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Publisher: Liverpool University Press
Languages: English
Types: Article
Subjects:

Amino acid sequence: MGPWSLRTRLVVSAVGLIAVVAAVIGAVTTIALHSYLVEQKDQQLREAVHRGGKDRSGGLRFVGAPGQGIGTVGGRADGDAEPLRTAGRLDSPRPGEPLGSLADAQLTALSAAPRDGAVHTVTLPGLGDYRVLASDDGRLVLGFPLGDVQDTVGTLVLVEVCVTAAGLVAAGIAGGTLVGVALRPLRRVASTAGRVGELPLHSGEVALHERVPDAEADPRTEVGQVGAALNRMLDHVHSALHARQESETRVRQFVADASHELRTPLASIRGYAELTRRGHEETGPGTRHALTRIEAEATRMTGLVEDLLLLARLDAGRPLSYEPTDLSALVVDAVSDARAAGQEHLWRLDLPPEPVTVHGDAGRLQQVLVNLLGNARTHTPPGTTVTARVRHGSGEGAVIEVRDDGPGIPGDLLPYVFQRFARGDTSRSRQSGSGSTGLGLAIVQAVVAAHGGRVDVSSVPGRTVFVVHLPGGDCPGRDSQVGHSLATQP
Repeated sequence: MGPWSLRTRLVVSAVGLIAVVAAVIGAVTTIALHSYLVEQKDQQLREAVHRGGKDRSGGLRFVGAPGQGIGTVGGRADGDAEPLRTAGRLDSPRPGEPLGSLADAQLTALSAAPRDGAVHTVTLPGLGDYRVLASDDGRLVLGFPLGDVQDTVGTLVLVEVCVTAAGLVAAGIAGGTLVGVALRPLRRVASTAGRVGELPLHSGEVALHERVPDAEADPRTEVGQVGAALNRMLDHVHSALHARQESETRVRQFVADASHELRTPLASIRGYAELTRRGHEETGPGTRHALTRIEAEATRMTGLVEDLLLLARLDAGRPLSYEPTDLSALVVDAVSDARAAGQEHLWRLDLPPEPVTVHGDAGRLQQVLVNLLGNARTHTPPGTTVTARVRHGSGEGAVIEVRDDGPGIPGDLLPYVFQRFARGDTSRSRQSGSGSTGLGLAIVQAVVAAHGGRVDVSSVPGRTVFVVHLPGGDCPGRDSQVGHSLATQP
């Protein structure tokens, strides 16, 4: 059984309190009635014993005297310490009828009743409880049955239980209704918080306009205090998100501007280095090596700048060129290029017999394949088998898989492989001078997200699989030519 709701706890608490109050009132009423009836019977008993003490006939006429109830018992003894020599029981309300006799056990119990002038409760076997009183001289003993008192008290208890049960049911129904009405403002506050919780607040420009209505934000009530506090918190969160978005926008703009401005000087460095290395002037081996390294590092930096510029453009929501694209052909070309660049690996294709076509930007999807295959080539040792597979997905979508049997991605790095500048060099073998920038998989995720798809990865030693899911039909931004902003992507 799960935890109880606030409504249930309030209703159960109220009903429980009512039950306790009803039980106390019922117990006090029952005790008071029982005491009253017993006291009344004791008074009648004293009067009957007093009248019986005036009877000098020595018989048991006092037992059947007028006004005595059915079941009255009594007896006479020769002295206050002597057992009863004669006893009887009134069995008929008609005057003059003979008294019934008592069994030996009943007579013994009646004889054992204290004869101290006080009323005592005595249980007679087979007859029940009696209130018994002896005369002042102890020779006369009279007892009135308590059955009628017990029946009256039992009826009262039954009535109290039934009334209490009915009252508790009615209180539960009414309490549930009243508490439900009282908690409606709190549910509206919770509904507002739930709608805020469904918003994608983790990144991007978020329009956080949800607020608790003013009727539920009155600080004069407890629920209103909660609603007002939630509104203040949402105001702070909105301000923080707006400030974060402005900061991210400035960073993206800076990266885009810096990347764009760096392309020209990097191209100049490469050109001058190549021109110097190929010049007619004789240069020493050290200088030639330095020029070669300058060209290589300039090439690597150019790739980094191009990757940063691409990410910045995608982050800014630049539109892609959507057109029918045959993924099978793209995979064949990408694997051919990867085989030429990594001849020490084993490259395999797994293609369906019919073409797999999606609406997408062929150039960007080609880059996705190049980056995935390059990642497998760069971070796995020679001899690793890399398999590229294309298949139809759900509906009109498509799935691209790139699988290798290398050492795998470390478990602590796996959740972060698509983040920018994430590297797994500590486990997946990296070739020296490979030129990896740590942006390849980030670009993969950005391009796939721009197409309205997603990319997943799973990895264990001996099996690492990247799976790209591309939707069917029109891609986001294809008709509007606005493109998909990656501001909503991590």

Efforts to engage with communities in spatial planning have been criticised as being tokenistic, vehicles for co-option or designed to promote neo-liberal agendas. The introduction of neighbourhood planning (NP) in England under the Localism Act (2011) is claimed by proponents to be a step change in the way that local communities are involved in planning their own areas. However, little empirical evidence has yet emerged to substantiate such claims, or provide details about the practices and experiences of NP. The paper highlights that there are numerous parties involved in the co-production of Neighbourhood Development Plans and there are numerous instances where ideas, policies and priorities that emerge from within neighbourhoods are being ‘rescripted’ to ensure conformity to a bounded form of collaboration.
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